- Cervical cancer screening, including Pap smear tests and pelvic exams
- Cholesterol and other cardiovascular screenings
- Colorectal cancer screening (except for barium enemas)
- Diabetes screening
- Flu, COVID-19, pneumonia, and hepatitis B shots
- HIV screening for people at an increased risk or who ask for the test
- Medical nutrition therapy to help people manage diabetes or kidney disease
- Prostate cancer screening (except digital rectal examinations)
Providing a free physical exam
The ACA’s changes to Medicare allow seniors to have an annual wellness visit at no cost. If you’re new to Medicare, this benefit includes your “Welcome to Medicare” physical during your first year of coverage under Medicare Part B. This exam aims to review your current state of health and discuss other preventive services you should consider. After this first visit, you can then take advantage of the free annual “Wellness Exam” to reassess and continue with your plan to live a healthy lifestyle.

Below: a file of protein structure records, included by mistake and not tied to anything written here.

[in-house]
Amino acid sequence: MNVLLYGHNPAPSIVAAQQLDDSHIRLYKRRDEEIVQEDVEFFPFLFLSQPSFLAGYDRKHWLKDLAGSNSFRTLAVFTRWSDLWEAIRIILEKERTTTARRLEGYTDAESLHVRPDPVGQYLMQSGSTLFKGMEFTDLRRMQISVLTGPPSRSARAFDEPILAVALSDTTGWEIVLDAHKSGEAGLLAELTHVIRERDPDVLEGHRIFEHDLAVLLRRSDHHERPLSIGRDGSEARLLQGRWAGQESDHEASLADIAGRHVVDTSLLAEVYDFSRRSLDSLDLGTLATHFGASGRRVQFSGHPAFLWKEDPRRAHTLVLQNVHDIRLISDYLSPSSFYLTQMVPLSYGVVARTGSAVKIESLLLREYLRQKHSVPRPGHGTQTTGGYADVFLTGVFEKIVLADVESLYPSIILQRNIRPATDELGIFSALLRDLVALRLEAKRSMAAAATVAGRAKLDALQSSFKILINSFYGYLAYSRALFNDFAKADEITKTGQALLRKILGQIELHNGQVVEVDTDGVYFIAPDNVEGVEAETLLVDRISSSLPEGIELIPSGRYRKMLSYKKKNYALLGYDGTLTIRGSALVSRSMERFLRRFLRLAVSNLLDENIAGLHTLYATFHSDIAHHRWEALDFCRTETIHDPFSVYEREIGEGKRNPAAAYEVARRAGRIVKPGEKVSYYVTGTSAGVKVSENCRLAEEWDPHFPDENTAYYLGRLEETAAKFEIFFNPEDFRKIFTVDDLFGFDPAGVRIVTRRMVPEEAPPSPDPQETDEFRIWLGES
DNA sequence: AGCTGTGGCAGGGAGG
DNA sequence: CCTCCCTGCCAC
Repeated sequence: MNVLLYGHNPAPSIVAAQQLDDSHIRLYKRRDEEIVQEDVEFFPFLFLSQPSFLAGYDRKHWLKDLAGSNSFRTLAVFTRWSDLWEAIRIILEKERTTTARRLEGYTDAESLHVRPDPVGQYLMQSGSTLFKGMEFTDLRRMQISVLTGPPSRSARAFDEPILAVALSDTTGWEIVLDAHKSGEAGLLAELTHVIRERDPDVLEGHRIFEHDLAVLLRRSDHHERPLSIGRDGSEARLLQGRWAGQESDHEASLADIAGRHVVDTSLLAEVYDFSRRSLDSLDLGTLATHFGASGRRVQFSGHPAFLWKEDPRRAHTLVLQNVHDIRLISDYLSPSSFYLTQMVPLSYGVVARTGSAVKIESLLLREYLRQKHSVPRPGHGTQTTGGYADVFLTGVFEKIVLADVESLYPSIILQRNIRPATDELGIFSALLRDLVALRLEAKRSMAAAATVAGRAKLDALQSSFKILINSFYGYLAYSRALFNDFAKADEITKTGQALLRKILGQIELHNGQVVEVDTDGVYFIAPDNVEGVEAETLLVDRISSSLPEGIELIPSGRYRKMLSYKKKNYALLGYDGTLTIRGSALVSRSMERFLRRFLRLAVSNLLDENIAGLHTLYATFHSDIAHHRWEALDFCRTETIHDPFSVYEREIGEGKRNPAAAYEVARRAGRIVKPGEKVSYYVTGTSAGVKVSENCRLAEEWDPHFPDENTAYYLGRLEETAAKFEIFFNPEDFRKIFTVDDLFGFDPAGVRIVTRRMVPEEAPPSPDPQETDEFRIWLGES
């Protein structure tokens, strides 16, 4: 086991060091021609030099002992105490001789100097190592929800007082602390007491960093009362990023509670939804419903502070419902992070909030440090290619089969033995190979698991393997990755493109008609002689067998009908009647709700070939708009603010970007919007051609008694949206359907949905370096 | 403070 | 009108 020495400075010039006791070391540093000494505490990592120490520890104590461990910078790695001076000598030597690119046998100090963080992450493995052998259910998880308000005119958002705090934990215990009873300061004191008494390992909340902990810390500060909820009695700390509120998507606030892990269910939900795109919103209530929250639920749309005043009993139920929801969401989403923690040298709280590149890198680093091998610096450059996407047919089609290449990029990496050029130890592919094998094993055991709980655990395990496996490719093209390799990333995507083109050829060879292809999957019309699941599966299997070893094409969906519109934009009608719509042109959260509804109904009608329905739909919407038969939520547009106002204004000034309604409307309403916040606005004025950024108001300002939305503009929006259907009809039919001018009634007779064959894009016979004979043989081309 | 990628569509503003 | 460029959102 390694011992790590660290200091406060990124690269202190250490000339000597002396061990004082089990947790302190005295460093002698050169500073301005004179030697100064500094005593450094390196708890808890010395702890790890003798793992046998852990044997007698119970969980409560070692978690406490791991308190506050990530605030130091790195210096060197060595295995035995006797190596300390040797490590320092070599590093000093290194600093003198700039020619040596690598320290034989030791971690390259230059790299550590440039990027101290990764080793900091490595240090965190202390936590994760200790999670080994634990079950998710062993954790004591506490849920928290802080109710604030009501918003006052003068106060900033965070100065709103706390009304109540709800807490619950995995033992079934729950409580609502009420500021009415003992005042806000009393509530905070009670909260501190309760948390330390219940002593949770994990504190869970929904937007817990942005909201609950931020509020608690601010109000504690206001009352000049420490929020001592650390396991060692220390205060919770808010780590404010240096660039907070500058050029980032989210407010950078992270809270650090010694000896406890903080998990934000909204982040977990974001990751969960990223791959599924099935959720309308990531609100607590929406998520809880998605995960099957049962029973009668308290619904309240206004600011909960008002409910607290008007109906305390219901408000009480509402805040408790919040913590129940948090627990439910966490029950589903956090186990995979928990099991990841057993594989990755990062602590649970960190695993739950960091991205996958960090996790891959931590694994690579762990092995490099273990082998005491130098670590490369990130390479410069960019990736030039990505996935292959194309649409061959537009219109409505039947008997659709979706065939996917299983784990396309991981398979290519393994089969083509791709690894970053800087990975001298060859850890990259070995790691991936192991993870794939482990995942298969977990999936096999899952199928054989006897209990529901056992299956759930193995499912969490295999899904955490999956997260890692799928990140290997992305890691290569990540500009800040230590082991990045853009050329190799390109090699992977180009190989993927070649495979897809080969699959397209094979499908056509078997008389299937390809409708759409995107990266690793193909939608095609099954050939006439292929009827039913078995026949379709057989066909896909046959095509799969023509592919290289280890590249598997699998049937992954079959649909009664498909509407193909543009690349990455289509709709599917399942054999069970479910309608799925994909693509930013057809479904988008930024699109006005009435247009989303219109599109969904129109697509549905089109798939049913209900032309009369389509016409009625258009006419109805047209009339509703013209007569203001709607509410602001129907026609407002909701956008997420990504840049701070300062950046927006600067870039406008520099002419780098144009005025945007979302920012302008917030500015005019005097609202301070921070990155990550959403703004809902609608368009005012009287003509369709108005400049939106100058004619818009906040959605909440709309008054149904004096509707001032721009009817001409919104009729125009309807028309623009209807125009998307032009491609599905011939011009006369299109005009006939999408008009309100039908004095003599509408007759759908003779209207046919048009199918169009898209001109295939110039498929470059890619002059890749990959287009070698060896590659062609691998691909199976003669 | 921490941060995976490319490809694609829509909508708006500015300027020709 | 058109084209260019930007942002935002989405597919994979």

Changes in Medicare advantage
In 2022, nearly 48% of all seniors received Medicare benefits through Medicare Advantage Plans (Medicare Part C),4 of which are health plans similar to health maintenance organizations (HMOs) or preferred provider organizations (PPOs) that are run by Medicare-approved private insurance companies. Medicare Advantage plans provide the same services covered by Medicare Parts A and B, just like original Medicare. Still, they typically offer additional coverage for services such as vision, dental, hearing, and health and wellness, and many include prescription drug coverage (Medicare Part D).
The ACA has made the following changes to these plans intending to lower costs and provide better benefits and higher-quality care:
- Phasing out extra payments to Medicare Advantage plans
- Having plans that may eliminate optional services
- Requiring Medicare Advantage plans to cover still all items and services offered by traditional Medicare
Visit the following sites for other useful information about Medicare, its programs, and how they have been affected by the ACA: